I first learned to play guitar on a wooden Wilson tennis racket, with a piece of broken antenna from my Dad’s FM radio clumsily rubberbanded to the strings as a makeshift whammy-bar. On this “guitar”, I masterfully played along to every song on every Van Halen album while performing in front of a mirror in my Dad’s bedroom (I was a latch-key kid), pretending that there was a backline of Marshall stacks behind me. I had zero interest in playing air-guitar to any other band or musician at the time.
As silly as it seems, playing along to Van Halen on a tennis racket was formative to my developing a good sense of rhythm, without getting discouraged by the fact that I wasn’t hitting any of the correct notes with my fretting hand.
When I finally owned a real guitar, the first thing I tried to learn—in a textbook example of the Dunning-Kruger Effect—was the legendary two-handed tapping arpeggio sequence from “Eruption”. It didn’t take long for me to realize that learning “I Wanna Be Sedated” was a more appropriate mountain to climb. But nonetheless, it fueled my lifelong interest in playing guitar. I eventually learned how to play that part of Eruption, but to this day I still can’t do that crazy back-and-forth thing he does with his left hand at the very end of it.
In my high school computer class, we were assigned the task of writing a program that alphabetized a grocery list. This was an assignment that held a sub-zero level of interest to me. Instead, I decided to waste my time learning how to write a program that instructed the computer to flawlessly execute that very same “Eruption” arpeggio through the tinny one-inch speaker of the IBM PC Junior, using dozens of painstakingly formulated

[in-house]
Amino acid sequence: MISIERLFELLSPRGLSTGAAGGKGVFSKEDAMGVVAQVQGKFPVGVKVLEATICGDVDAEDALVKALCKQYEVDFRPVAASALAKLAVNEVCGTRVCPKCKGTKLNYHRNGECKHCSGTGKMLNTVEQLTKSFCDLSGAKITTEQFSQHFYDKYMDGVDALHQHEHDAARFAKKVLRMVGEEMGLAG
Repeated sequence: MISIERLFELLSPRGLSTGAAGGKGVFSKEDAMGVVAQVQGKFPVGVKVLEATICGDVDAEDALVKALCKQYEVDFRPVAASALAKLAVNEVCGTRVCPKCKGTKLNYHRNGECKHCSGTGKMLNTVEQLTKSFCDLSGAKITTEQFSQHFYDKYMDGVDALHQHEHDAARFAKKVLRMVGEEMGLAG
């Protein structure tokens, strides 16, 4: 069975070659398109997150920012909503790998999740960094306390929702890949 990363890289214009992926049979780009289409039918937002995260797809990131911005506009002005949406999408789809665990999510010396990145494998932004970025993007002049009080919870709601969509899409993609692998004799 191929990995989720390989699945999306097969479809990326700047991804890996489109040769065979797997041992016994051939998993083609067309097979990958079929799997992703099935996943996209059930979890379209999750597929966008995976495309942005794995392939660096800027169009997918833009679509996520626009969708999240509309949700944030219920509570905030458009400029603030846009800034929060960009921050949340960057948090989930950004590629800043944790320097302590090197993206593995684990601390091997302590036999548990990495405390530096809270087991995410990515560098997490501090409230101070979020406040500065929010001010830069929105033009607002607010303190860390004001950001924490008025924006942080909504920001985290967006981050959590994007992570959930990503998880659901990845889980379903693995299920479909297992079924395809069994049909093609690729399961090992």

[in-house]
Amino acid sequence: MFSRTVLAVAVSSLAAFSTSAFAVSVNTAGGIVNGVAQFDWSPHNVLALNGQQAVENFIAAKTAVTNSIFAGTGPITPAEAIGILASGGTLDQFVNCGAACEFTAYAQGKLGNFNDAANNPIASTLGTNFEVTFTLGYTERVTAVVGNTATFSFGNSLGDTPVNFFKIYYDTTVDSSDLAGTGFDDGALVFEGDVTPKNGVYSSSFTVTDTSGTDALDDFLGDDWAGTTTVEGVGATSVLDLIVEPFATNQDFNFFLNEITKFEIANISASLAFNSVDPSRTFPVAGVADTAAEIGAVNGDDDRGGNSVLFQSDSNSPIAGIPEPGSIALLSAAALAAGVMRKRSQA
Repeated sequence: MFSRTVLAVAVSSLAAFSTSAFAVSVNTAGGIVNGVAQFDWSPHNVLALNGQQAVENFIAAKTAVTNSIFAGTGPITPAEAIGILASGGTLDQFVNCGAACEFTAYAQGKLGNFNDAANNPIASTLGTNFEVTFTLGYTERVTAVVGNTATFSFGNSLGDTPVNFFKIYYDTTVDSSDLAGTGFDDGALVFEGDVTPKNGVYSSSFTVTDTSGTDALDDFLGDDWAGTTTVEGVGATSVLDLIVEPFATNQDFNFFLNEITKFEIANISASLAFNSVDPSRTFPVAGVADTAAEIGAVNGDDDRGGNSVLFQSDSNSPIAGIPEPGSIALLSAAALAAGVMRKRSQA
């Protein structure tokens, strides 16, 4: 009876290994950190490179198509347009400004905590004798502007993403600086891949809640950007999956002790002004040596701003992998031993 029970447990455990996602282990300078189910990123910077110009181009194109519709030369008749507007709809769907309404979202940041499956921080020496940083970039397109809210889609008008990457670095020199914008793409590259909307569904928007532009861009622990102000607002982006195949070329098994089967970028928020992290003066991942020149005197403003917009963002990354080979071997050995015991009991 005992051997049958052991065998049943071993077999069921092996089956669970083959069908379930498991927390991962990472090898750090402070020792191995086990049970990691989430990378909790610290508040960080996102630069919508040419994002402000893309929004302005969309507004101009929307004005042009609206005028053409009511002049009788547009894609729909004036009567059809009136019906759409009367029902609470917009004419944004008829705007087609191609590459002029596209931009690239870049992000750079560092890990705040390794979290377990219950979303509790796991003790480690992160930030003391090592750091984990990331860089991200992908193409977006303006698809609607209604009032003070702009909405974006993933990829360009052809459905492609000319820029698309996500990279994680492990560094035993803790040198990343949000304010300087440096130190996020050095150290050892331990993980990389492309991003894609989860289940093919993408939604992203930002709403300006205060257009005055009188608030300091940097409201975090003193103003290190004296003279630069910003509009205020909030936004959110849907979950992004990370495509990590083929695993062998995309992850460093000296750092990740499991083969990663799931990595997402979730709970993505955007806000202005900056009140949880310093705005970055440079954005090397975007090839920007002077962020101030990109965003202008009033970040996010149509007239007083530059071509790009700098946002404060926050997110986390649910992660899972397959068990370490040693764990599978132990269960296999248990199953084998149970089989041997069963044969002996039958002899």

SOUND() commands, strung back to back in what may have been the dumbest looking IBM BASIC code that has ever been written.
But the only thing that mattered to me was that my code actually worked. It was a revelation to me that computer programming could actually be used to do fun things, rather than just the boring stuff my teacher wanted me to do (Spoiler: I eventually flunked that class).
One of the only classes I excelled at was “Newswriting”. I published a hagiographic review in the school newspaper of Van Halen’s first concert appearance in Honolulu, which in retrospect is almost as embarrassing as the combination bouffant-mullet hairstyle I apparently had when I wrote it.
My musical sensibilities took a 180° turn shortly after I wrote that article, when I learned how to tune in to the University of Hawaii’s radio station, KTUH, and discovered a whole new world of what was referred to the time as “college music” (and later, “alternative music”). But even though I was more likely to be listening to Louder Than Bombs and Lincoln than Fair Warning and OU812 in the 90’s, I still never disowned my love for Van Halen.
I’ve collected many Van Halen bootlegs since I was a kid, but I think that Ed’s extended solo from the officially released “Live Without a Net” concert video is still the best example of why musicians from all different genres of music revere him as an unassailable legend. He was unfortunately responsible for spawning a million crummy imitators, as well as “Jump” (without a doubt the worst song of the David Lee Roth era), but he was the dictionary definition of an “original”, and unquestionably changed the way people played guitar, forever.